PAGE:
A field comes of age: geometric morphometrics in the 21st century
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Department of Ecology, Evolution, and Organismal Biology and Department of Statistics, Iowa State University, Ames IA, 50011
Department of Ecology and Evolution, Stony Brook University, Stony Brook, NY, 11794-5245
Department of Scientific Computing, Florida State University, Tallahassee, FL 32306
Publication date: 2013-05-07
Hystrix It. J. Mamm. 2013;24(1):7–14
Twenty years ago, Rohlf and Marcus proclaimed that a "revolution in morphometrics" was underway, where classic analyses based on sets of linear distances were being supplanted by geometric approaches making use of the coordinates of anatomical landmarks. Since that time the field of geometric morphometrics has matured into a rich and cohesive discipline for the study of shape variation and covariation. The development of the field is identified with the Procrustes paradigm, a methodological approach to shape analysis arising from the intersection of the statistical shape theory and analytical procedures for obtaining shape variables from landmark data. In this review we describe the Procrustes paradigm and the current methodological toolkit of geometric morphometrics.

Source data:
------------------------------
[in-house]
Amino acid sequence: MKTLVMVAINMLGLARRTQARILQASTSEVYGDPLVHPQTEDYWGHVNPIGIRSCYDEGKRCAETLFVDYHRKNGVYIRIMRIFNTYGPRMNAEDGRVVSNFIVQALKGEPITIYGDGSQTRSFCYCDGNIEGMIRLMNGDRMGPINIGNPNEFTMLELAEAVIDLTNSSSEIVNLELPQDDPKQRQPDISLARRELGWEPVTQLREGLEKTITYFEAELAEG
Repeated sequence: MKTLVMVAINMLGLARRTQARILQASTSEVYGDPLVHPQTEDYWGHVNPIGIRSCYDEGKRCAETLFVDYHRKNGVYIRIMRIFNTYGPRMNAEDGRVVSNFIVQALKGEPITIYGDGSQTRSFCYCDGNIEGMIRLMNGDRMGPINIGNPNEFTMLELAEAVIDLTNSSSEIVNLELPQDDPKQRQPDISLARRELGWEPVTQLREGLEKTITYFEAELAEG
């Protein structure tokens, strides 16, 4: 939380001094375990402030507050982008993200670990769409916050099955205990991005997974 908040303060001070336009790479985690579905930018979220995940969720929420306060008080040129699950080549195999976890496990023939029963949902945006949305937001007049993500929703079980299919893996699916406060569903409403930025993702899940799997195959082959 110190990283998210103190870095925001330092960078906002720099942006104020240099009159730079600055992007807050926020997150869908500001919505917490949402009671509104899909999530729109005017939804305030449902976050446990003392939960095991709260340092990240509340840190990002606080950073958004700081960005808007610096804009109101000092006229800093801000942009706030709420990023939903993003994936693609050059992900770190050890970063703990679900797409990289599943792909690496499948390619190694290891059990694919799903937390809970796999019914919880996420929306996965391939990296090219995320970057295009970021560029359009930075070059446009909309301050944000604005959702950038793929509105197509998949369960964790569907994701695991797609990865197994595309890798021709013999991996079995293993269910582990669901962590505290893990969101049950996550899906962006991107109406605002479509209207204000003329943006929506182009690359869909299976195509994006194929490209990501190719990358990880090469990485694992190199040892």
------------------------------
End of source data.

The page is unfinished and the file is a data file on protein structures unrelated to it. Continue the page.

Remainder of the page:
We highlight some of the theoretical advances that have occurred over the past ten years since our prior review (Adams et al., 2004), what types of anatomical structures are amenable to these approaches, and how they extend the reach of geometric morphometrics to more specialized applications for addressing particular biological hypotheses. We end with a discussion of some possible areas that are fertile ground for future development in the field.